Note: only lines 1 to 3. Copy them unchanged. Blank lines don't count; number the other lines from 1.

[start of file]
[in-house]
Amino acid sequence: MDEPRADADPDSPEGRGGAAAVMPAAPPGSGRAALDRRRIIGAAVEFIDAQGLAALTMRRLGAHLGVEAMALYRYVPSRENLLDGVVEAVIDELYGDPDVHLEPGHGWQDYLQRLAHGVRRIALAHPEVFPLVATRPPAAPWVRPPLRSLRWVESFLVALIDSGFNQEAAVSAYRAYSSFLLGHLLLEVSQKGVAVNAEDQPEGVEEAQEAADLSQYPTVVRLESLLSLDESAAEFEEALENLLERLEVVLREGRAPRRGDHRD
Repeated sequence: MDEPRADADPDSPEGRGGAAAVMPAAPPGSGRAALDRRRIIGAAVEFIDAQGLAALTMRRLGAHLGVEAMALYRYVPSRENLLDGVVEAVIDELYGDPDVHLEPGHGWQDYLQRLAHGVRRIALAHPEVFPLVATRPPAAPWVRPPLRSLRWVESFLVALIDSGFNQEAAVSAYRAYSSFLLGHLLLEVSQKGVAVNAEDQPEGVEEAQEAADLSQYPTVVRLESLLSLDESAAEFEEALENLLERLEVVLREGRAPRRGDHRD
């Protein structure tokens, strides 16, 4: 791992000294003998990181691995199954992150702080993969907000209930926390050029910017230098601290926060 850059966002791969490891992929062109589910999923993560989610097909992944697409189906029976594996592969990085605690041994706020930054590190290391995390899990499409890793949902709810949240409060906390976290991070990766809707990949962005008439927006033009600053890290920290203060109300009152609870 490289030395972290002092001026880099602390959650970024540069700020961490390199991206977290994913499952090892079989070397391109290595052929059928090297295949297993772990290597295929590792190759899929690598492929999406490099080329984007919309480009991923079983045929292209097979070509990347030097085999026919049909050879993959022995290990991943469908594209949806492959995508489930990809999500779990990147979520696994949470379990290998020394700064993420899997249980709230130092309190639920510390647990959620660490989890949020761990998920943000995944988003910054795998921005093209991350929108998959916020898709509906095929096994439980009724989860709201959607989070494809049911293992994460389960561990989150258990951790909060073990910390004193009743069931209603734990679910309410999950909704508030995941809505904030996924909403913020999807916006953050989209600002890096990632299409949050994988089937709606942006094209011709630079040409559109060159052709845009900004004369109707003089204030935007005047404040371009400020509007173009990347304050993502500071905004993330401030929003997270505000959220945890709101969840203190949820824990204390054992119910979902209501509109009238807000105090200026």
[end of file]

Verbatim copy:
[in-house]
Amino acid sequence: MDEPRADADPDSPEGRGGAAAVMPAAPPGSGRAALDRRRIIGAAVEFIDAQGLAALTMRRLGAHLGVEAMALYRYVPSRENLLDGVVEAVIDELYGDPDVHLEPGHGWQDYLQRLAHGVRRIALAHPEVFPLVATRPPAAPWVRPPLRSLRWVESFLVALIDSGFNQEAAVSAYRAYSSFLLGHLLLEVSQKGVAVNAEDQPEGVEEAQEAADLSQYPTVVRLESLLSLDESAAEFEEALENLLERLEVVLREGRAPRRGDHRD
Repeated sequence: MDEPRADADPDSPEGRGGAAAVMPAAPPGSGRAALDRRRIIGAAVEFIDAQGLAALTMRRLGAHLGVEAMALYRYVPSRENLLDGVVEAVIDELYGDPDVHLEPGHGWQDYLQRLAHGVRRIALAHPEVFPLVATRPPAAPWVRPPLRSLRWVESFLVALIDSGFNQEAAVSAYRAYSSFLLGHLLLEVSQKGVAVNAEDQPEGVEEAQEAADLSQYPTVVRLESLLSLDESAAEFEEALENLLERLEVVLREGRAPRRGDHRD